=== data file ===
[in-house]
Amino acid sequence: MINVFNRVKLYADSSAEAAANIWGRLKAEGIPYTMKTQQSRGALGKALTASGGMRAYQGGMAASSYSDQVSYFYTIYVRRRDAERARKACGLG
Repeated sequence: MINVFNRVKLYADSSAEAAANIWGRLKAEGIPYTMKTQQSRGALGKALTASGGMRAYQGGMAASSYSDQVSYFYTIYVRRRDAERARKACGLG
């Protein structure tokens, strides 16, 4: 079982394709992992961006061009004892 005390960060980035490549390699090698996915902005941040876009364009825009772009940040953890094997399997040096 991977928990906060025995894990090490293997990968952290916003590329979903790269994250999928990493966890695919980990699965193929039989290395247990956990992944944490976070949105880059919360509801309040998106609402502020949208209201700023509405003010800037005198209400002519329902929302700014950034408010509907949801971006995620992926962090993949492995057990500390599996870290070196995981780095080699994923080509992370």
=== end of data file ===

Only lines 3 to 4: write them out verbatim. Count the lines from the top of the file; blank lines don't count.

Repeated sequence: MINVFNRVKLYADSSAEAAANIWGRLKAEGIPYTMKTQQSRGALGKALTASGGMRAYQGGMAASSYSDQVSYFYTIYVRRRDAERARKACGLG
């Protein structure tokens, strides 16, 4: 079982394709992992961006061009004892 005390960060980035490549390699090698996915902005941040876009364009825009772009940040953890094997399997040096 991977928990906060025995894990090490293997990968952290916003590329979903790269994250999928990493966890695919980990699965193929039989290395247990956990992944944490976070949105880059919360509801309040998106609402502020949208209201700023509405003010800037005198209400002519329902929302700014950034408010509907949801971006995620992926962090993949492995057990500390599996870290070196995981780095080699994923080509992370």